Sunday, 3 June 2018

Prices Keep Rising for Drugs Treating Painful Sex in Women

Rising for Drugs
For years, Lenny Hanson has watched in alarm because the price of a drug she takes has ticked steadily upward, doubling within the past five years to quite $200 a month today.

The product, Vagifem, is one sort of a drug, estradiol, that's wont to improve women’s sex lives by treating a painful, often unspoken the condition experienced by older women: a dry vagina, which may cause uncomfortable intercourse and complications like tract infections.

Estradiol has been around for many years, but the worth of the varied creams, vaginal rings, and tablets that contain the drug has climbed steadily in recent years, consistent with an analysis by the buyer website GoodRx.

And coverage is spotty — many plans refuse to hide some products or require that patients pay high out-of-pocket costs.

While women privately fume about the prices, drug makers are ready to raise their prices without a public outcry partially because the subject — women’s sex lives and their vaginas — remains just about taboo.

“Unlike EpiPen, women aren't getting to be rising up and saying, ‘My vagina is dry and that I don’t want to pay 2,000 to 3,000 dollars a year,’” said Dr. Lauren Streicher, the medical director of the Northwestern Medicine Center for Sexual Medicine and Menopause.

This week, the F.D.A. approved a replacement estradiol product, Imvexxy, a development that in the other market may have offered hope for a few price relief.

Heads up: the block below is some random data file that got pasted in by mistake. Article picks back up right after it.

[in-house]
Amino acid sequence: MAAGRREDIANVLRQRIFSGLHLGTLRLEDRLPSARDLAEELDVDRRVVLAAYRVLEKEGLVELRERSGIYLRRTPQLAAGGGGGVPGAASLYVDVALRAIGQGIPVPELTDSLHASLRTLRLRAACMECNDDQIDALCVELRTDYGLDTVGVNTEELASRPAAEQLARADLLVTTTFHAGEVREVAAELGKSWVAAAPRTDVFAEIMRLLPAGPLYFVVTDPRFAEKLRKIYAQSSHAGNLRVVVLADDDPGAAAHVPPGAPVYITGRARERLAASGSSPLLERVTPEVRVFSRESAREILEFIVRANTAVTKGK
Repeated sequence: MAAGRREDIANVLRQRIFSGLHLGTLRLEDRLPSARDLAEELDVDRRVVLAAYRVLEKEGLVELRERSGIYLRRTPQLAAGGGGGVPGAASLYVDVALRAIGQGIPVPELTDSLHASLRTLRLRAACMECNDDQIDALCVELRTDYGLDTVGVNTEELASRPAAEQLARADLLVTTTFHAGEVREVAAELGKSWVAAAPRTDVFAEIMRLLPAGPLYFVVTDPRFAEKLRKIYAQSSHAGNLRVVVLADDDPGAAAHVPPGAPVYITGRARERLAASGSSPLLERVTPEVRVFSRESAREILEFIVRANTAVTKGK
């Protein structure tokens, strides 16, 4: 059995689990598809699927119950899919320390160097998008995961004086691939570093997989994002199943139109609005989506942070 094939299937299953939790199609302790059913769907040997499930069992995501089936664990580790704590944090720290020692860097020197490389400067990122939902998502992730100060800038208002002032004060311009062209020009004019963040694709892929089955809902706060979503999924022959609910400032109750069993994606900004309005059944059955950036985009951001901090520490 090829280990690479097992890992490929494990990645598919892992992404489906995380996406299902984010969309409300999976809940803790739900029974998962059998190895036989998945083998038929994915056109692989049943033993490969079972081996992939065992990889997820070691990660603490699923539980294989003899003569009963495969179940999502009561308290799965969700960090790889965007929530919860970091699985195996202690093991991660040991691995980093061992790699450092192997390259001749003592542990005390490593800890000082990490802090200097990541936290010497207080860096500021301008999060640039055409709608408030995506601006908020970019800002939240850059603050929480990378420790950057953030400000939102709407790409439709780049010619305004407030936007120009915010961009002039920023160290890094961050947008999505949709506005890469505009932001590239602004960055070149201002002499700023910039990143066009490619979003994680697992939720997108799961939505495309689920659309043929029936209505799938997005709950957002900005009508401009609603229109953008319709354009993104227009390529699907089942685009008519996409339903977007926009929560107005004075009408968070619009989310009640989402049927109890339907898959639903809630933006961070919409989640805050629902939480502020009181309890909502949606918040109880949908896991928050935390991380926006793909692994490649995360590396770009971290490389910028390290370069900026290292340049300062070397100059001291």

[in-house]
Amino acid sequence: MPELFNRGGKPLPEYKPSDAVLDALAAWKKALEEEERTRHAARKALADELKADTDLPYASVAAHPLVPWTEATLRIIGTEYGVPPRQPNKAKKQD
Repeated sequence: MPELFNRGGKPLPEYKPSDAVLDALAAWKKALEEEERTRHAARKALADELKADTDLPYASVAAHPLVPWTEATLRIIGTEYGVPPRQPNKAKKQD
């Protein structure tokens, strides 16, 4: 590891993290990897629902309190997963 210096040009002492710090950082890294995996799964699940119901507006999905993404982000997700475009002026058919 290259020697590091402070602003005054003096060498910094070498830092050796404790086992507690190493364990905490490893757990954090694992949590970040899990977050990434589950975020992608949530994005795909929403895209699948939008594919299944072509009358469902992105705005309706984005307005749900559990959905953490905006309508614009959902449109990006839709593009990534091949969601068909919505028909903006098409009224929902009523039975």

But within the upside-down world of prescribed drugs, that isn’t happening. Imvexxy’s manufacturer, TherapeuticsMD, said that its new product would be sold at “parity” with others on the market, and didn't elaborate.

The story of estradiol products echoes others within the prescription-drug market, where older medicines like insulin or MS drugs became costlier, even when rivals are introduced and will make prices competitive.

The increases often result from a secret, back-channel deals: Drug companies, pharmacy benefit managers, and insurers all play a neighborhood, profiting along the way.

Drugmakers set higher prices due to the way they sell their product to insurers and employers.

Instead of offering an upfront discount, companies pay after-the-fact rebates that are negotiated with pharmacy benefit managers like CVS Health or Express Scripts.

These managers keep a percentage of these rebates, which are generally not shared with consumers, creating what some have described as a perverse incentive to stay list prices high.

Have You Had Difficulty Paying For or Obtaining Prescriptions?

The Magazine Times would really like to listen to people about their experiences paying for prescribed drugs.

Insurers, on the opposite hand, say drug companies keep raising prices to form extra money.

Health insurance has traditionally covered the majority of patients’ drug costs, so until recently, prices weren’t on people’s radars — drugs weren’t seen as a consumer product like, say, breakfast cereal.

But as manufacturers have raised prices, insurers have passed a bigger share of the prices to patients within the sort of high deductibles or co-payments.

Drugs to treat sexual health, just like the estradiol products, are frequently placed on a better formulary tier, meaning some patients need to pay the maximum amount as half the asking price, said Adam J. Fein, chief executive of the Drug Channels Institute, which studies the industry.